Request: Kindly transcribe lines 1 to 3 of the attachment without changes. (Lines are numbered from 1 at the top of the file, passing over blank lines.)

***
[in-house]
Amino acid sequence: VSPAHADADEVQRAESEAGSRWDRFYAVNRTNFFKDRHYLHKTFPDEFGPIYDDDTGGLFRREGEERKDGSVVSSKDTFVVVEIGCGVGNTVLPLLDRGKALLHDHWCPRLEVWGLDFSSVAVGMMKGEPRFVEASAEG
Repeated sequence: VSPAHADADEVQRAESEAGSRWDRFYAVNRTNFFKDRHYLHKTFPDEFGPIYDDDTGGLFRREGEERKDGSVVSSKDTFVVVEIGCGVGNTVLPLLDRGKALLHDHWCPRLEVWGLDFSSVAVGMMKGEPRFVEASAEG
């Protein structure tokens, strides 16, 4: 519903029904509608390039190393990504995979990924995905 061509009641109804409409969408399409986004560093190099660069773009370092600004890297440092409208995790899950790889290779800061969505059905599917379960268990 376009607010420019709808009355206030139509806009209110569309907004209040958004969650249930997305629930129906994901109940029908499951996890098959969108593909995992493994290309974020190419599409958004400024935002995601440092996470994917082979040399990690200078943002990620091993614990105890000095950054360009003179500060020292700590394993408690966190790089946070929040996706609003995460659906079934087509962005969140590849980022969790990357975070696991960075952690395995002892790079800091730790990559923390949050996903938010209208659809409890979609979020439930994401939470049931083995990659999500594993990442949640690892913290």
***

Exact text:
[in-house]
Amino acid sequence: VSPAHADADEVQRAESEAGSRWDRFYAVNRTNFFKDRHYLHKTFPDEFGPIYDDDTGGLFRREGEERKDGSVVSSKDTFVVVEIGCGVGNTVLPLLDRGKALLHDHWCPRLEVWGLDFSSVAVGMMKGEPRFVEASAEG
Repeated sequence: VSPAHADADEVQRAESEAGSRWDRFYAVNRTNFFKDRHYLHKTFPDEFGPIYDDDTGGLFRREGEERKDGSVVSSKDTFVVVEIGCGVGNTVLPLLDRGKALLHDHWCPRLEVWGLDFSSVAVGMMKGEPRFVEASAEG